Presentations take place at 12 noon, Olin-Rice Room 350


January 18, 2024

Location:  Olin-Rice 243

“Sustainability Social:  Come and Learn About Land Tenure and Sustainability Forestry Community-Based Conservation”

Speakers:  Guatemalan Community Forestry Leaders

Community Leaders from Uaxactun, a forest community in Guatemala’s Maya Biosphere Reserve, will be visiting Macalester.  Come meet our visitors and hear about the positive impact that community-led forestry and agroforestry has had on both local people and the forest they call home.

The Maya Biosphere Reserve is considered to be a community forestry success story.  Currently, there are about 2 million acres of tropical forest under community management in the Maya Biosphere Reserve.  Uaxactun is one of several communities in the reserve that have successfully promoted community well-being and ecological conservation through the sustainable harvest of both timber and non-timber forest products. In these areas, communities have brought down the rates of deforestation as well as protected the lands they manage from fire and conversion to agriculture or pasture, demonstrating that devolving tenure rights to local communities leads to conservation benefits.  At the same time, income generated by community enterprises has allowed communities like Uaxactun to invest in education, create employment opportunities for local men and women, provide for community medical needs, and improve the well-being of its people.

Learn more about Uaxactun and Community Forestry here:

This event is co-sponsored by the Environmental Studies Dept. and Sustainability Office.

January 25, 2024

Location:  JBD Lecture Hall, Campus Center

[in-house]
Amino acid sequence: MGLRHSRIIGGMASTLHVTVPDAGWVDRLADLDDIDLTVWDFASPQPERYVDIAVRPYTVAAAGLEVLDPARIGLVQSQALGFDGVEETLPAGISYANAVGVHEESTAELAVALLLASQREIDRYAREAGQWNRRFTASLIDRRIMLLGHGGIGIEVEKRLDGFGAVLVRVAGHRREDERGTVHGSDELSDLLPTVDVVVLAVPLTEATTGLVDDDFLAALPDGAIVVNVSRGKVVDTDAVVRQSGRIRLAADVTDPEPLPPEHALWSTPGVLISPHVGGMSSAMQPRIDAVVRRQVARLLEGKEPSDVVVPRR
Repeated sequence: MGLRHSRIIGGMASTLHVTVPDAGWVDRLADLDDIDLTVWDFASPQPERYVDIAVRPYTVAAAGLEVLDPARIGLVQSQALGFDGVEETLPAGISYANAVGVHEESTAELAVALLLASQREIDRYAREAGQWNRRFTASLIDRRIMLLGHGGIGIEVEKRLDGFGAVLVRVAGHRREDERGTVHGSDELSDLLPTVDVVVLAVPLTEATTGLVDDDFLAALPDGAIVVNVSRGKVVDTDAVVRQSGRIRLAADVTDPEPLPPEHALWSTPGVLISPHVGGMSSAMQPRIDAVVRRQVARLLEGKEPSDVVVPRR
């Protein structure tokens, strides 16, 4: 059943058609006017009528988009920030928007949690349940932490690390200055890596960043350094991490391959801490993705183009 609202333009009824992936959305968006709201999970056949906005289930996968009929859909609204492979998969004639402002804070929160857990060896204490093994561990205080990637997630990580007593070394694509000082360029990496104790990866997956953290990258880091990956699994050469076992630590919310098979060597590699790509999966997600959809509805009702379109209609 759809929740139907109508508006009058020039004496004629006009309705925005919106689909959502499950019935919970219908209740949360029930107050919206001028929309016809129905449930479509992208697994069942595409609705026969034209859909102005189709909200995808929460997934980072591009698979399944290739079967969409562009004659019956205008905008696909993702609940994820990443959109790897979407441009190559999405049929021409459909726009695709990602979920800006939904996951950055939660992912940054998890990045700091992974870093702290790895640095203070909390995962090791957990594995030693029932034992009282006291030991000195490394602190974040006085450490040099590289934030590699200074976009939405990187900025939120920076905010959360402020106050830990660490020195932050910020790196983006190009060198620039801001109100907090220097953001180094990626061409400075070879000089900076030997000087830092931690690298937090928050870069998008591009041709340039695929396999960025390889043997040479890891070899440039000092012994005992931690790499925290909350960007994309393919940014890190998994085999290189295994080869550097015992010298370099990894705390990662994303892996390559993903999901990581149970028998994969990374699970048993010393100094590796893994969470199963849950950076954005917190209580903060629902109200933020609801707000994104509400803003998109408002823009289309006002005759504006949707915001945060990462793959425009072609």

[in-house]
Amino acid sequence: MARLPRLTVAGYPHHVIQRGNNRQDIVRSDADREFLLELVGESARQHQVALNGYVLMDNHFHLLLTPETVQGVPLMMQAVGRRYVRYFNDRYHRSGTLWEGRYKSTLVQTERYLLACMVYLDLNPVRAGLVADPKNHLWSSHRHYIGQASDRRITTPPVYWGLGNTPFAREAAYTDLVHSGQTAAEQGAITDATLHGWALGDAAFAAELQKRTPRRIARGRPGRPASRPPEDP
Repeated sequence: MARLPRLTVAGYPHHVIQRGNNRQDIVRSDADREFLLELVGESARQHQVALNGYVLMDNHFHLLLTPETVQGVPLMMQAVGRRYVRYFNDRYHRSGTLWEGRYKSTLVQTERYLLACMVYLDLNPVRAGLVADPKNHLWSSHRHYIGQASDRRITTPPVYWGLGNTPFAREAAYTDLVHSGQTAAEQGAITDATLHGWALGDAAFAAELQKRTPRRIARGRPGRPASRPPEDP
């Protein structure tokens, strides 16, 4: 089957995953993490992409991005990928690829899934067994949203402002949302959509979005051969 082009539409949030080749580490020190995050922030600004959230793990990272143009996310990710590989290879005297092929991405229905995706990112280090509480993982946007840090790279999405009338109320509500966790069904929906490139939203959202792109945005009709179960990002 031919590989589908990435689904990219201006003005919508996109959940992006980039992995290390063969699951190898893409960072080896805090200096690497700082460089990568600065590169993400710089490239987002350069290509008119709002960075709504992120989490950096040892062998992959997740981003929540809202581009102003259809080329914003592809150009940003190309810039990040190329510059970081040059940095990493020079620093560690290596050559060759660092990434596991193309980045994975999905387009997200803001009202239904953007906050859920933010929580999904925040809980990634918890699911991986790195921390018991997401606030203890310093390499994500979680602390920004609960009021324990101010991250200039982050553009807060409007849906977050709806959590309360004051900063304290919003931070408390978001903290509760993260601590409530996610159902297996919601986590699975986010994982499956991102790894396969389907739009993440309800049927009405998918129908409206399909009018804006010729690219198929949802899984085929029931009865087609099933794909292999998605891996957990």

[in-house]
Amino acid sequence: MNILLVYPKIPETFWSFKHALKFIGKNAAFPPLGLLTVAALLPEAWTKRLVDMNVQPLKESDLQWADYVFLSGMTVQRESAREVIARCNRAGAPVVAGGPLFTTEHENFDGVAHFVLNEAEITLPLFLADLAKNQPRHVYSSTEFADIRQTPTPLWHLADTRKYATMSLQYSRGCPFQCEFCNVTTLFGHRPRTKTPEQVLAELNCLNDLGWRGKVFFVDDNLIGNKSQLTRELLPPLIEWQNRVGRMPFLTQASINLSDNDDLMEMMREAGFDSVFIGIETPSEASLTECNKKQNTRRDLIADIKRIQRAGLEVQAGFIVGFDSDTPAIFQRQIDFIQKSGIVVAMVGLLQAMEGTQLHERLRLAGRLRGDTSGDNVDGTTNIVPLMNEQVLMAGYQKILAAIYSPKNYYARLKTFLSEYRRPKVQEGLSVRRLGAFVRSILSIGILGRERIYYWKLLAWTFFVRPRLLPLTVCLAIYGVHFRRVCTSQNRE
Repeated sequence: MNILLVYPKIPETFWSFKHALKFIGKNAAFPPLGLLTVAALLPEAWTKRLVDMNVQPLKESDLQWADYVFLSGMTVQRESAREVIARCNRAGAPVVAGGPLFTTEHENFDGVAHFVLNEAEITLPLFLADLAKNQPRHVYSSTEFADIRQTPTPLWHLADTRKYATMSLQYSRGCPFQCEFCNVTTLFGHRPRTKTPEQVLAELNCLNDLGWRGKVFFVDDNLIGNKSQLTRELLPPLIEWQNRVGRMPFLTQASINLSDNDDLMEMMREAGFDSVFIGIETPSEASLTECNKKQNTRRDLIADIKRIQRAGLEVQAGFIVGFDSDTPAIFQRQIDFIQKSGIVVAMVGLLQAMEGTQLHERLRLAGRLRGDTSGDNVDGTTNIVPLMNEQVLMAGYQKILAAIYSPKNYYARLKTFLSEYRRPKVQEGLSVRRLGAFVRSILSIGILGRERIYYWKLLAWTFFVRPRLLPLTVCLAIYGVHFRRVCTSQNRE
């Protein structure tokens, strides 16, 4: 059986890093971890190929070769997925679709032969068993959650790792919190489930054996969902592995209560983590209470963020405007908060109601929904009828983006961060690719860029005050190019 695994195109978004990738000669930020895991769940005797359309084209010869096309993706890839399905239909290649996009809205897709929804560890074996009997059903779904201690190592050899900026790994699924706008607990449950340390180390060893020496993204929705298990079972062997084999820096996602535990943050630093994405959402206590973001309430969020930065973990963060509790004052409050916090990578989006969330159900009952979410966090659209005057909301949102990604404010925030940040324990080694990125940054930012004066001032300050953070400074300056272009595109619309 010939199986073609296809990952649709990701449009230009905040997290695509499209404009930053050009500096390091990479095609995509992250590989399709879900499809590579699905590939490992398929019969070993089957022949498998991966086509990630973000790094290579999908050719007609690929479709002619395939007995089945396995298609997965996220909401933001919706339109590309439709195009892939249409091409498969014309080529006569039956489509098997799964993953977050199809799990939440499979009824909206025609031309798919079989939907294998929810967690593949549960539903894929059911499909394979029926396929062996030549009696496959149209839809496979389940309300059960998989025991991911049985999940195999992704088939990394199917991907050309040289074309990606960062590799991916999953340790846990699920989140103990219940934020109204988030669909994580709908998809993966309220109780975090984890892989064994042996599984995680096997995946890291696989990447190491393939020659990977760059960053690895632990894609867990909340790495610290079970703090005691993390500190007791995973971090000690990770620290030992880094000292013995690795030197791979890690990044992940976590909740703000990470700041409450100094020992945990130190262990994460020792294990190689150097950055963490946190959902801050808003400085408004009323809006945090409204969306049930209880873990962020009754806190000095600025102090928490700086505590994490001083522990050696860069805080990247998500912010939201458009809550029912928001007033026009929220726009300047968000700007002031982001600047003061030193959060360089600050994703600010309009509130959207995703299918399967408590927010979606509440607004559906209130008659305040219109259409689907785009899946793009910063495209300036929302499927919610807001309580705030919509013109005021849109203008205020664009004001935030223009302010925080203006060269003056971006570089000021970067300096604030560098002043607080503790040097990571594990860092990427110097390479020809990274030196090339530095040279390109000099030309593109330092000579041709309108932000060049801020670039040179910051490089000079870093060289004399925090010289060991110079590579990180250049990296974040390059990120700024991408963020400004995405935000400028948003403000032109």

“Deluged:  Inundation of a Homeland”

Speaker:  Angela Parker, History Department, University of Denver

Our lived landscapes seem so concrete, but many things flow through, over, and out of them to radically change the lands we call home. Dr. Angela Parker (Mandan, Hidatsa, Cree) considers the impact the flows of capitalism – exemplified in a 1950s era hydroelectric project, and the early 2000s Bakken oil boom – has had on the political and community identity at the Fort Berthold Indian Reservation in North Dakota. In both eras, the deluge of “development” hinged on narratives of inevitability and the Euro-American fungibility of land and resources.

Angela Parker (Mandan, Hidatsa, Cree) is an enrolled member of the Three Affiliated Tribes of the Fort Berthold Indian Reservation in North Dakota, and participates at her father’s reservation, the Rocky Boy Indian Reservation in Montana. Angela earned her B.A. in History from Stanford University, and her M.A./Ph.D. in Twentieth Century United States and Native American History from the University of Michigan-Ann Arbor. She currently teaches as an Assistant Professor of History at the University of Denver, and her research focuses on twentieth century Native American and U.S. history, particularly the long twentieth century history of oil extraction in Indigenous communities, the evolution of tribal sovereignty, and Native activism. Angela is the daughter of Karol (’74) and Larry Parker ’(74) and lives in Boulder, Colorado with her partner, Ty, and their son, Icuuwushga Xaxish.

This event is supported by the Macalester Native and Indigenous (MNI) Initiative, Environmental Studies, and the Macalester Program Board.

February 1, 2024

COP28 Attendees“COP28 in Review”

Speakers:  Prof. Roopali Phadke and COP28 Attendees

In December 2023, a delegation of Macalester students and faculty participated in the UN Climate Summit in Dubai (COP28). Members of the group will describe their takeaways, and share opportunities to participate in the future.